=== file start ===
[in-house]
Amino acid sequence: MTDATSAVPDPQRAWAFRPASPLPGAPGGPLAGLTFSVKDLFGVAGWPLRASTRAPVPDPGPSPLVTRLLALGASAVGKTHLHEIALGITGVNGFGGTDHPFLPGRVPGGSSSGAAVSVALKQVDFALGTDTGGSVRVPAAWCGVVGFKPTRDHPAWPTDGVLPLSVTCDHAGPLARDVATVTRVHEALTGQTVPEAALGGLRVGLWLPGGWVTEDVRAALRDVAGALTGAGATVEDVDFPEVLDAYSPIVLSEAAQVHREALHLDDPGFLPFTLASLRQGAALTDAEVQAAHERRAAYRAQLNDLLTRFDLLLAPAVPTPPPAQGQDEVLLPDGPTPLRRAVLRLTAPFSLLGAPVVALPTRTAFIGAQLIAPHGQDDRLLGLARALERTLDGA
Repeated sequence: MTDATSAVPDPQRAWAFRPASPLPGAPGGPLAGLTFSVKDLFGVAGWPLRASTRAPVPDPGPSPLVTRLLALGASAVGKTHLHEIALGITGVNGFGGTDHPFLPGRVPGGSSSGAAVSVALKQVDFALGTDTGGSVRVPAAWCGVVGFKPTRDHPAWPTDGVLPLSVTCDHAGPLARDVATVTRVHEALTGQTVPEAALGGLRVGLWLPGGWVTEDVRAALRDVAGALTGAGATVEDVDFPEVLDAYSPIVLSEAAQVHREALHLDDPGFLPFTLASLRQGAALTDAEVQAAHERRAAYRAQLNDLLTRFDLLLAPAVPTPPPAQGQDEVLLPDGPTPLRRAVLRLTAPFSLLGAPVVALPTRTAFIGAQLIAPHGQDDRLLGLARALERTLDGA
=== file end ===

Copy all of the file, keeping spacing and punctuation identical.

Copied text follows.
[in-house]
Amino acid sequence: MTDATSAVPDPQRAWAFRPASPLPGAPGGPLAGLTFSVKDLFGVAGWPLRASTRAPVPDPGPSPLVTRLLALGASAVGKTHLHEIALGITGVNGFGGTDHPFLPGRVPGGSSSGAAVSVALKQVDFALGTDTGGSVRVPAAWCGVVGFKPTRDHPAWPTDGVLPLSVTCDHAGPLARDVATVTRVHEALTGQTVPEAALGGLRVGLWLPGGWVTEDVRAALRDVAGALTGAGATVEDVDFPEVLDAYSPIVLSEAAQVHREALHLDDPGFLPFTLASLRQGAALTDAEVQAAHERRAAYRAQLNDLLTRFDLLLAPAVPTPPPAQGQDEVLLPDGPTPLRRAVLRLTAPFSLLGAPVVALPTRTAFIGAQLIAPHGQDDRLLGLARALERTLDGA
Repeated sequence: MTDATSAVPDPQRAWAFRPASPLPGAPGGPLAGLTFSVKDLFGVAGWPLRASTRAPVPDPGPSPLVTRLLALGASAVGKTHLHEIALGITGVNGFGGTDHPFLPGRVPGGSSSGAAVSVALKQVDFALGTDTGGSVRVPAAWCGVVGFKPTRDHPAWPTDGVLPLSVTCDHAGPLARDVATVTRVHEALTGQTVPEAALGGLRVGLWLPGGWVTEDVRAALRDVAGALTGAGATVEDVDFPEVLDAYSPIVLSEAAQVHREALHLDDPGFLPFTLASLRQGAALTDAEVQAAHERRAAYRAQLNDLLTRFDLLLAPAVPTPPPAQGQDEVLLPDGPTPLRRAVLRLTAPFSLLGAPVVALPTRTAFIGAQLIAPHGQDDRLLGLARALERTLDGA